Mumbai: Degree College students innovate unique 3D solutions to urban challenges
As part of Mumbai University’s inter-collegiate youth festival, students came up with innovative solutions to urban issues and crafted three-dimensional models to demonstrate the causes of and cures for various problems.
Around 50 degree colleges across Mumbai participated in a competition, ‘Installation’, themed ‘Best out of Waste’ in the contest on Tuesday. The competition comprised two topics, waste management and industrial development, and participants were tasked with creating models on either one. Most participants concentrated on the former subject.
“Every year, we try finding out topics which are closely related to current issues as well as developments in various sectors. The basic idea behind the selection of topics is to spread awareness among the youth not just about the issues faced by society but also by those causing harm to the environment,” said Nilesh Sawe, cultural and youth festival coordinator of Mumbai University. “We do not allow students to disclose their identity as well as college identity as it may create bias in judging phases,” said another coordinator.
The models created by students dealt with waste accumulation and pollution caused by waste material. “Waste management is necessary in today’s world. Our model depicts the four Rs: reduce, reuse, recycle and recreate. We hope to see an increase in the use of this concept,” said Khushi Sharma, a participant.
Another student, while describing his model to the judges, said, “Wet waste should be sent to the fuel industry for the generation of cooking gas as an alternative to LPG. Solid waste management is the need of the hour.” Rushikesh Dhupkar, a participant, said, “Segregation of dry and wet waste is very important so that the former is recycled and the latter is converted to manure”.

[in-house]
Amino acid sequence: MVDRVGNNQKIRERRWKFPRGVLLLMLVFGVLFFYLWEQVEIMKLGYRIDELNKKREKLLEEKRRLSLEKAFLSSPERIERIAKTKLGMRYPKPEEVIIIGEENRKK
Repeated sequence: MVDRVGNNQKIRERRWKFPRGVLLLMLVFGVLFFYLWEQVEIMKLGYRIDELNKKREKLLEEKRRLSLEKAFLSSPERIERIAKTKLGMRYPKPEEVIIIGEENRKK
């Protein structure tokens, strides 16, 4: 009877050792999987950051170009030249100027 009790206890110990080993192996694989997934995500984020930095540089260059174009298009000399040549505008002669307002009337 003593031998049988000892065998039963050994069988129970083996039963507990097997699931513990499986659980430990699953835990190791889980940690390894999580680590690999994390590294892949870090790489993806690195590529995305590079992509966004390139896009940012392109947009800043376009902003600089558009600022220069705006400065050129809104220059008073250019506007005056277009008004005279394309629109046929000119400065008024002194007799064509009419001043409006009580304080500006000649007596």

Another student pointed out that microplastics are found in clouds due to plastic pollution, which poses a major threat. She also highlighted the fact that water treatment plants for chemical waste are a necessity as factories often drain chemicals into local water bodies and oceans.
One model depicted a robot handling radioactive waste while another showed how Germany, Japan and the USA decompose used-up tin cans into a liquid and how the gases released during this process are used in the generation of electricity. “Global unity is a must to overcome the issue of waste accumulation,” said a pupil.
Many models were seen depicting the textile industry and its growth. “Economic development is an effect of industrial development. Great vision leads to great development. Job opportunities are created by developing industries,” said Saloni, a participant. One model depicted the development of the Indian Space Research Organisation.
“Industrial development leads to social development. Since the dawn of the industrial revolution, industries have seen a boom in various sectors and are still developing,” said another participant. Some models also shed light on the negative aspects of industrialisation.